- Accounting for ecosystem dynamics combined with economic incentives gives new perspectives on the tragedy of the commons. This is one of the conclusions from a new study conducted by Centre researcher Anne-Sophie Crépin together with Therese Lindahl from centre partner Beijer Institute of Ecological Economics. Overgrazing is often used as the archetypal example of an environmental dilemma called the “tragedy of the commons". It describes a situation in which multiple individuals (farmers) acting independently in their own self-interest can ultimately destroy a shared limited resource (a grassland) even when it is clearly not in anyone's long term interest for this to happen. Risk of drawing the wrong conclusionsCrépin and Lindahl have revisited this classic case of the tragedy of the commons and present their findings in a forthcoming issue of the journal Environmental and Resource Economics. - One key message of our study is that one should carefully look at the real world situation when modelling a grassland. Using a model, which is not correctly specified might make you draw conclusions that are not only quantitatively but also qualitatively wrong, say Crepin and Lindahl. Challenges conventional wisdomCrepin and Lindahl examine the relationship between animal stock sizes and degradation of grasslands by modelling it as a differential game where each farmer maximizes profits given the ecosystem dynamics of a grassland.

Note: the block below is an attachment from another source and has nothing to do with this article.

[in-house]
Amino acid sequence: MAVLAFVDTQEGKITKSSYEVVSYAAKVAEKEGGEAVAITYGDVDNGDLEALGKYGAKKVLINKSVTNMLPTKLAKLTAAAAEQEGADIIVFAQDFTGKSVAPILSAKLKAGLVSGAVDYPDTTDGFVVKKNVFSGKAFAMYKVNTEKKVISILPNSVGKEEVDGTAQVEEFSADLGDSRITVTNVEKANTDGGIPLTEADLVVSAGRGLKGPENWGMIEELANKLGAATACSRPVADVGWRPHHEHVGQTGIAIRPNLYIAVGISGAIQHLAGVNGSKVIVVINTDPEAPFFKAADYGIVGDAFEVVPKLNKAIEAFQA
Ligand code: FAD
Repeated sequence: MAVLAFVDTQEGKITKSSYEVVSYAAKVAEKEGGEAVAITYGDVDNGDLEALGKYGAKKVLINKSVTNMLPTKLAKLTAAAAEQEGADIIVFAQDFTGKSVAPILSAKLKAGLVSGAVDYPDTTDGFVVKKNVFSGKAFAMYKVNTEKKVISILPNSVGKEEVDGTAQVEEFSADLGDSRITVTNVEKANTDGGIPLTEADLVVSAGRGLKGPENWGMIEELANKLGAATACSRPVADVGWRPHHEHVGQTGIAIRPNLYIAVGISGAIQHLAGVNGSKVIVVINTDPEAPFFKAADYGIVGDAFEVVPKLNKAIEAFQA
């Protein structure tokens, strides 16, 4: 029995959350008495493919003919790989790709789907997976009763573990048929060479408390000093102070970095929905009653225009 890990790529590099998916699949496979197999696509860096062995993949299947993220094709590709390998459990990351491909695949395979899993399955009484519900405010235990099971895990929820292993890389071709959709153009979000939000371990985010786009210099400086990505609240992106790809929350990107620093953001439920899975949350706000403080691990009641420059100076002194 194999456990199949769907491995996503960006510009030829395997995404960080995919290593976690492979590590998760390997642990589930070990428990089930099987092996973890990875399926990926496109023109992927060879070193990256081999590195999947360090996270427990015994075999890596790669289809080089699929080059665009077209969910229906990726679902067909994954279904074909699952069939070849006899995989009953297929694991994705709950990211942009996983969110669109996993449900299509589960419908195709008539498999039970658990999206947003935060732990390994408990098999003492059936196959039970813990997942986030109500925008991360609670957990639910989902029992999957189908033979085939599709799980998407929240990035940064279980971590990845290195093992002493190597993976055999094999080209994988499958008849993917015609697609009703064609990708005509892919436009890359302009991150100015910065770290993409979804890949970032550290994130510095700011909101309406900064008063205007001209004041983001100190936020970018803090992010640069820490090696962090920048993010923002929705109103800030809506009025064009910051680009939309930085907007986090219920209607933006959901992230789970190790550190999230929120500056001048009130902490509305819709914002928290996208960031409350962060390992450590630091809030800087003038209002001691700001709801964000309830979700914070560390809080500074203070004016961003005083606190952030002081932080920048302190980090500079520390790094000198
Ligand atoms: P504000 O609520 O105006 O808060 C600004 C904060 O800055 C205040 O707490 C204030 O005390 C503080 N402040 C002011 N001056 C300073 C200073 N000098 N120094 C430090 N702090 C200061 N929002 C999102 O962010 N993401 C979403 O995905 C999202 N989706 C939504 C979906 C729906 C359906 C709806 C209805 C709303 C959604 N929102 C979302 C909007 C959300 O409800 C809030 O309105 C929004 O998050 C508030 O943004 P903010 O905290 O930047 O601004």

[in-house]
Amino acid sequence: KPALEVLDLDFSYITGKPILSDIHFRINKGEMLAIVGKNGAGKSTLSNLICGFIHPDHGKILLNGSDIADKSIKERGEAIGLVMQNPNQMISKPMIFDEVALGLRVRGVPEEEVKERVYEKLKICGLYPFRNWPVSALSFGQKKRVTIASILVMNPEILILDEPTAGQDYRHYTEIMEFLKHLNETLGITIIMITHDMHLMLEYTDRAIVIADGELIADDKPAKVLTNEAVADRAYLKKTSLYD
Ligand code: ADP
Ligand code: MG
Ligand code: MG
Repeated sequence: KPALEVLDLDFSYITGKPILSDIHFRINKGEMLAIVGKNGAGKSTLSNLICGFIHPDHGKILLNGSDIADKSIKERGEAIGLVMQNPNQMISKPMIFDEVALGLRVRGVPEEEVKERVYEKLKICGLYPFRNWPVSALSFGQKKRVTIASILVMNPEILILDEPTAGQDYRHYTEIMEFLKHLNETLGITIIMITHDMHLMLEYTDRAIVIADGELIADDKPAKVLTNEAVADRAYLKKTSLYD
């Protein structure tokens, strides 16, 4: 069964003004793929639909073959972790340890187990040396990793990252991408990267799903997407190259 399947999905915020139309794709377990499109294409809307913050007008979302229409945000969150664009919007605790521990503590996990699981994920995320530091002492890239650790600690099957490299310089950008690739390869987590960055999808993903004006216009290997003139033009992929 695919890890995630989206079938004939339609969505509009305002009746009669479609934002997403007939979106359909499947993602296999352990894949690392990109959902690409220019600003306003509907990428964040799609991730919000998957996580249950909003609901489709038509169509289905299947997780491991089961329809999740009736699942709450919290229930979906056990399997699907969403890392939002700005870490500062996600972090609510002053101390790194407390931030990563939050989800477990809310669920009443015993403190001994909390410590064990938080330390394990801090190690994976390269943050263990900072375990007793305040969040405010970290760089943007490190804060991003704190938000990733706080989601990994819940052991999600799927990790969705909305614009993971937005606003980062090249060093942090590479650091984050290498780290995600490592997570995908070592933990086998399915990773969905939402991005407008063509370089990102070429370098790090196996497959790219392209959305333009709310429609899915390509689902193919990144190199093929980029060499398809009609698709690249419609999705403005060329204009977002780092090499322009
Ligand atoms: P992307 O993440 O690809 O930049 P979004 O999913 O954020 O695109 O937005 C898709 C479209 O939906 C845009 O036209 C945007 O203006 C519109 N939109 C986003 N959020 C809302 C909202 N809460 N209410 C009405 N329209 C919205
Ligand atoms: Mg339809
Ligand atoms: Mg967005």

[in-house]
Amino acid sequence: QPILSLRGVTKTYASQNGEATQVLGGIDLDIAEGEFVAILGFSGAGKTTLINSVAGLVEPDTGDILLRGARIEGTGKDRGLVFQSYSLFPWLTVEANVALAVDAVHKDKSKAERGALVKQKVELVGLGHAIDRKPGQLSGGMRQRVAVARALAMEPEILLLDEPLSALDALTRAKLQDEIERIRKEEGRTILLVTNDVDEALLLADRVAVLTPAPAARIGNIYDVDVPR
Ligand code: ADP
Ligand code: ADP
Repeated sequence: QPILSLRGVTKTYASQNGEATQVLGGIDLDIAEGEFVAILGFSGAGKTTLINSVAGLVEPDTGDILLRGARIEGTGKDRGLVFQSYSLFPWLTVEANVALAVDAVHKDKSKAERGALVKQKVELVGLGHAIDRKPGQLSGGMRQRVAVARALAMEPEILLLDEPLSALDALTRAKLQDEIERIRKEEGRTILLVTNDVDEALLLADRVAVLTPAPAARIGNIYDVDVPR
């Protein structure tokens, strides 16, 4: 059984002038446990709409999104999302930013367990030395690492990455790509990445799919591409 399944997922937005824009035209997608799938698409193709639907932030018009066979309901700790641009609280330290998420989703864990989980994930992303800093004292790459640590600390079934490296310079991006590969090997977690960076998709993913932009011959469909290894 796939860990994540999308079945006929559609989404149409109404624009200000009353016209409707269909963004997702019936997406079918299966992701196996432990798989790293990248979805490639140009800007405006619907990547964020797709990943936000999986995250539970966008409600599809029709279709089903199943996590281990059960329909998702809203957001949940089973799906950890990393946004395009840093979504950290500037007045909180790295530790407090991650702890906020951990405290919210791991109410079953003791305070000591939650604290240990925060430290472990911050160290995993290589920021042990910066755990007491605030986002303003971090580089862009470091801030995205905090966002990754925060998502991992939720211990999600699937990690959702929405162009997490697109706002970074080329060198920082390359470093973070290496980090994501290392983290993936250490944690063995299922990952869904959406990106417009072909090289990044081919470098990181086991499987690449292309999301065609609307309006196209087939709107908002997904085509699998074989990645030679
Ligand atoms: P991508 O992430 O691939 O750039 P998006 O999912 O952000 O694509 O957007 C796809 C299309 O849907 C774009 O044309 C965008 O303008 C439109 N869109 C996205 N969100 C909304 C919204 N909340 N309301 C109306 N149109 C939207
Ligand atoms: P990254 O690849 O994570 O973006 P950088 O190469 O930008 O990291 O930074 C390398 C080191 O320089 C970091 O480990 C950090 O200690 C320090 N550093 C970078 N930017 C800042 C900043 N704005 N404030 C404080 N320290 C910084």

In doing this they challenge the conventional wisdom that a tragedy of the commons will be the result unless farmers cooperate. They show that a tragedy might be exacerbated due to ecosystem dynamics and also show cases where a non-cooperative regime actually might under-exploit the grassland.
Their results show that all the parts of the model are important: the choice of how to model cattle response to grass availability, the choice of parameter values and the choice of initial conditions.
Grasslands increasingly degreading
Overgrazing occurs when grasses are exposed to livestock grazing for extended periods of time, or without sufficient recovery periods. It reduces the flow of ecosystem services from the land and often cause problems as desertification and soil erosion.
Today grasslands cover some 40 % of the earth´s surface and are found in every region of the world, except from Greenland and Antarctica.
Unfortunately, 50 % of the grasslands in the developing world, where people are directly dependent on them as a resource and have few opportunities for other livelihoods, are degraded today.
Source: Crépin, A-S, Lindahl, T. 2009. Grazing Games: Sharing Common Property Resources with Complex Dynamics. Environmental and Resource Economics, Published online 09 January, 2009.